I TXT’d the whole story to Tv.  We laughed together.  What a great night!

Don’t you see what God did there?  He made it undeniable that he’s in control and that he loves me.  I went 40-ish miles arguably on fumes… doing the work that he set me out to do (Youth Ministry).  He honored my prayers for Tv and taking it a step further, he assured my personal safety and happiness by pushing me close enough to home that pushing myself the rest of the way would only be a minor hassle and a not-very painful at all lesson to learn about being smarter with my finances.  I could have run out of gas right there on that old dirt road.  I could have run out in the middle of the interstate highway on a rainy night where I’m more likely to get creamed by another car.  I could have run out before even getting very far away from Cici’s.  I ran out about 3 blocks from home where I was able to push my car (part of the way downhill mind you!) safely and easily to my wife’s waiting arms of comfort and joy.

Dare you ever question his power?

Matthew 14:15-21 (NLT)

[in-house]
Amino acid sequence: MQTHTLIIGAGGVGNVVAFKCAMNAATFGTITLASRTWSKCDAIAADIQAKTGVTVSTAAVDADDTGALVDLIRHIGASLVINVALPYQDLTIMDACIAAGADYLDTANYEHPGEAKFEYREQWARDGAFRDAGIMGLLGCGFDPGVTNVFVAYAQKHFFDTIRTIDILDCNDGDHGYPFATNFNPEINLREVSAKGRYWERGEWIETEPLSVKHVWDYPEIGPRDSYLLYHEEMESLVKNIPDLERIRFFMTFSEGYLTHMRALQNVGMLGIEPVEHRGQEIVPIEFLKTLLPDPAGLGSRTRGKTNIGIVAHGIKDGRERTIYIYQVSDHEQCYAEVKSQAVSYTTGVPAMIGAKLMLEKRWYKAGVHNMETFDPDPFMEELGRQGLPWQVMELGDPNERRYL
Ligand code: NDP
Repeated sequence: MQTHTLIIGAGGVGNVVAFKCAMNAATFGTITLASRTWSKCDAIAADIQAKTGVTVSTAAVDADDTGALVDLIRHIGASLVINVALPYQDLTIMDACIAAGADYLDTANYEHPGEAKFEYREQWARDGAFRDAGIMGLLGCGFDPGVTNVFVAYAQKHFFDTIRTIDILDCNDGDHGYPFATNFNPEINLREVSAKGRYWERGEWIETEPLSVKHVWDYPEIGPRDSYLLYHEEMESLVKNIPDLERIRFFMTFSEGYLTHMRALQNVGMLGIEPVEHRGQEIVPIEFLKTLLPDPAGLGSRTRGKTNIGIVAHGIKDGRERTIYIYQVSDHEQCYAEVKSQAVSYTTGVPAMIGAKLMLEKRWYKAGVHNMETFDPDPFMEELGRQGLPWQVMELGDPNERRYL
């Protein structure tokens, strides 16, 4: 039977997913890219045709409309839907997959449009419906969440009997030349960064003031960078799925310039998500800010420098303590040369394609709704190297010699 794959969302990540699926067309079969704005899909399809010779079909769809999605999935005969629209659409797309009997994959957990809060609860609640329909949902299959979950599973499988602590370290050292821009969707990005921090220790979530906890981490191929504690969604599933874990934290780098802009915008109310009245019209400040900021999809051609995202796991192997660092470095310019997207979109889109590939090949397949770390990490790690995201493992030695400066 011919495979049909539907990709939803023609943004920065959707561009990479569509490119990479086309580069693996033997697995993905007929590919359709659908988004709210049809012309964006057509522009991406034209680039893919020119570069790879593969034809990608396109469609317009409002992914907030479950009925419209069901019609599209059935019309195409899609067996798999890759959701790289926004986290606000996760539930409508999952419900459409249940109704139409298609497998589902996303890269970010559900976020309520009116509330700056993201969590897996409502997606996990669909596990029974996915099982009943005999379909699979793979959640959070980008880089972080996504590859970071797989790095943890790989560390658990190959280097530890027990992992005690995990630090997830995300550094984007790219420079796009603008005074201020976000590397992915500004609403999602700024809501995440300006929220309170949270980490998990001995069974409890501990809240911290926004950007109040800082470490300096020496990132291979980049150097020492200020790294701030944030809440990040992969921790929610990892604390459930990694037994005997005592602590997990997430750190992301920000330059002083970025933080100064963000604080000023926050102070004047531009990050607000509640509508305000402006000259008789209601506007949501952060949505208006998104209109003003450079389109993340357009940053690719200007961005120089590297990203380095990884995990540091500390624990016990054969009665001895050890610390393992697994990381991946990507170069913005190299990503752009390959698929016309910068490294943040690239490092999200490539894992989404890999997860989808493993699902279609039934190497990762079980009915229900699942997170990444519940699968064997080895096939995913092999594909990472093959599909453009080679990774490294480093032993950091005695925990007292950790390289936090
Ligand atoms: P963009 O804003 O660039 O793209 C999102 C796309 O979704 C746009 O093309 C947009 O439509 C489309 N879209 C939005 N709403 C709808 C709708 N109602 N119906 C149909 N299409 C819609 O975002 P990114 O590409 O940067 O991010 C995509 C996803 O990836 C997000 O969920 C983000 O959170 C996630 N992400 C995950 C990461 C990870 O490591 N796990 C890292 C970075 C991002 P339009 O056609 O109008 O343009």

15 That evening the disciples came to him and said, “This is a remote place, and it’s already getting late. Send the crowds away so they can go to the villages and buy food for themselves.”

 16 But Jesus said, “That isn’t necessary—you feed them.”

 17 “But we have only five loaves of bread and two fish!” they answered.

 18 “Bring them here,” he said. 19 Then he told the people to sit down on the grass. Jesus took the five loaves and two fish, looked up toward heaven, and blessed them. Then, breaking the loaves into pieces, he gave the bread to the disciples, who distributed it to the people. 20 They all ate as much as they wanted, and afterward, the disciples picked up twelve baskets of leftovers. 21 About 5,000 men were fed that day, in addition to all the women and children!

I did… have… and will again (question his power)…. but I didn’t last night.  I trusted God to take care of me, Sts, Gr and Tv.  He delivered me on Faith and a drop of gas alone.  Say what you want about how much gas might have been in the “line”… speculate… doubt… that’s ok.  I know what happened there and that’s all that matters.